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B.C. scientists have decoded how killer whales breathe. Here's why it matters

Killer whales breathe once every time they surface, a finding that could help scientists understand the predators' metabolism and how much fish they need to survive.
Eleven southern and northern resident killer whales were tracked using drones and D-tags, suction-cupped devices known by some as a 'Fitbit for whales.'

The benefits of paying attention to breathing have long been touted by everyone from doctors to yoga instructors. But what if that applied to other species? 

In a recent study published in the journal PLOS ONE, researchers from the University of British Columbia used drones and animal-tracking tags to observe when, how and how often killer whale populations off the province’s coast breathe. 

The study found the whales’ dives lasted from a few seconds to a maximum 8.5 minutes. More importantly, the researchers confirmed a sneaking suspicion: Active killer whales breathe only once every time they surface. 

“Killer whales are like sprinters who don’t have the marathon endurance of blue and humpback whales to make deep and prolonged dives,” co-author Andrew Trites, professor in the UBC Institute for the Oceans and Fisheries, said in a statement.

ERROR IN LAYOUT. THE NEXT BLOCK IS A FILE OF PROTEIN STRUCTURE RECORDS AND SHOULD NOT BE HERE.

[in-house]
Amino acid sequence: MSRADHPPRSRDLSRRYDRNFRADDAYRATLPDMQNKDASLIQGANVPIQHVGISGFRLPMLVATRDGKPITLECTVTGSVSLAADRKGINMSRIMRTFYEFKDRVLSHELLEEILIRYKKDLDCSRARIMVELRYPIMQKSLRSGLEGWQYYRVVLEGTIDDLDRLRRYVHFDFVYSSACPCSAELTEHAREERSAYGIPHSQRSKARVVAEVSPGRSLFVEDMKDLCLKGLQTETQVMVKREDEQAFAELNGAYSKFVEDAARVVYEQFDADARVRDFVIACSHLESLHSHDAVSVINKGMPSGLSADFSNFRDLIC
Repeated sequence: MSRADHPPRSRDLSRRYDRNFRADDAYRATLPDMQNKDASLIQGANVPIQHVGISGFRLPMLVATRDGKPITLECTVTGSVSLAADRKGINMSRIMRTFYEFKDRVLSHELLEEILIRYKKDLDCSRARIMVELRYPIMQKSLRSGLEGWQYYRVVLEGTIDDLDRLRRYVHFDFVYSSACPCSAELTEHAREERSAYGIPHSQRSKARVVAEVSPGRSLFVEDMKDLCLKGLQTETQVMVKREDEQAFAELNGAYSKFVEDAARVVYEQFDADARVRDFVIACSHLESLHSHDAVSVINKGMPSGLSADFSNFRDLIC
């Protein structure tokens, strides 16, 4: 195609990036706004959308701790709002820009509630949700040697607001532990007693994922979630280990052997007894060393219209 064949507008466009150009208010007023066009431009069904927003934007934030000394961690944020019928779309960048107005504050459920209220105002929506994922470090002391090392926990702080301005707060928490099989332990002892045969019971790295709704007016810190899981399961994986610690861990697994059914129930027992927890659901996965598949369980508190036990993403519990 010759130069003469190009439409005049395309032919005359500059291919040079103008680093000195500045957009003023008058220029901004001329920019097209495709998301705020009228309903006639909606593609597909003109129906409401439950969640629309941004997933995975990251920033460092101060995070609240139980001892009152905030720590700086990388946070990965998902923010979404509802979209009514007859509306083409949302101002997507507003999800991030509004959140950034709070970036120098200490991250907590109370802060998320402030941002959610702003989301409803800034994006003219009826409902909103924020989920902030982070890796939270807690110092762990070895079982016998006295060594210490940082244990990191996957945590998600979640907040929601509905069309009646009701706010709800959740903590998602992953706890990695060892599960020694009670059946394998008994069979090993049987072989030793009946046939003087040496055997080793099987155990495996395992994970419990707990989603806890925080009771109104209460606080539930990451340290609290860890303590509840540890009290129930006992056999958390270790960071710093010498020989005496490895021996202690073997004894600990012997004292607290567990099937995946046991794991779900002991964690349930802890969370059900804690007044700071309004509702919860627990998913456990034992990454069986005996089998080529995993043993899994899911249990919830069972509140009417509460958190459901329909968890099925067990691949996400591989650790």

Tess McRae, the study’s first author and a master’s student at the University of B.C.’s Marine Mammal Research Unit, said learning how much oxygen whales take in as they go about their day can be used to understand the animals’ metabolism. 

“It’s really important for us to try to figure out how much energy they’re using, and then on the flip side of that, how much food they really need,” McRae said.

A southern resident killer whale swims nearby a barge off the coast of Vancouver Island. Photo by Jeanne Hyde

B.C.’s northern resident killer whale population has tripled since the 1970s, now numbering over 300 individuals. But travel toward the U.S.-Canada border and over that same period, their southern cousins have languished at 75, a number that has barely changed since live capture ended 40 years ago.